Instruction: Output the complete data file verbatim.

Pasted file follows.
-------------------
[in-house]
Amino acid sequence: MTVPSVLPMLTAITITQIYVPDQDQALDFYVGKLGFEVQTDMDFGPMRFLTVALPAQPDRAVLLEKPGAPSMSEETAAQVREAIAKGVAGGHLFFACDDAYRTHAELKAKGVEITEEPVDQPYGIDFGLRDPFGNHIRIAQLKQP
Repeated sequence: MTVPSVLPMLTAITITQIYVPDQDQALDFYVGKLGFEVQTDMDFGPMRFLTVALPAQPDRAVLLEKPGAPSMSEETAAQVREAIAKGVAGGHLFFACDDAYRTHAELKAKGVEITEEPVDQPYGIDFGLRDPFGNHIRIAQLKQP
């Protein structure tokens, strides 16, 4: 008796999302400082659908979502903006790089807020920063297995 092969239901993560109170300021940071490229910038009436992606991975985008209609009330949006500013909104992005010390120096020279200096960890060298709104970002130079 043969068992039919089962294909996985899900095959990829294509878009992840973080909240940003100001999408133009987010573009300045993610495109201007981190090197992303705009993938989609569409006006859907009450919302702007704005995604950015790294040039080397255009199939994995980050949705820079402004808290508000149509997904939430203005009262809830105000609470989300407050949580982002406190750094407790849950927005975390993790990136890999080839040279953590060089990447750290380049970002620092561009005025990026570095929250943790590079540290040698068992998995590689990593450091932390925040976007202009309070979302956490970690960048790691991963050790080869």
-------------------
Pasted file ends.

[in-house]
Amino acid sequence: MTVPSVLPMLTAITITQIYVPDQDQALDFYVGKLGFEVQTDMDFGPMRFLTVALPAQPDRAVLLEKPGAPSMSEETAAQVREAIAKGVAGGHLFFACDDAYRTHAELKAKGVEITEEPVDQPYGIDFGLRDPFGNHIRIAQLKQP
Repeated sequence: MTVPSVLPMLTAITITQIYVPDQDQALDFYVGKLGFEVQTDMDFGPMRFLTVALPAQPDRAVLLEKPGAPSMSEETAAQVREAIAKGVAGGHLFFACDDAYRTHAELKAKGVEITEEPVDQPYGIDFGLRDPFGNHIRIAQLKQP
């Protein structure tokens, strides 16, 4: 008796999302400082659908979502903006790089807020920063297995 092969239901993560109170300021940071490229910038009436992606991975985008209609009330949006500013909104992005010390120096020279200096960890060298709104970002130079 043969068992039919089962294909996985899900095959990829294509878009992840973080909240940003100001999408133009987010573009300045993610495109201007981190090197992303705009993938989609569409006006859907009450919302702007704005995604950015790294040039080397255009199939994995980050949705820079402004808290508000149509997904939430203005009262809830105000609470989300407050949580982002406190750094407790849950927005975390993790990136890999080839040279953590060089990447750290380049970002620092561009005025990026570095929250943790590079540290040698068992998995590689990593450091932390925040976007202009309070979302956490970690960048790691991963050790080869």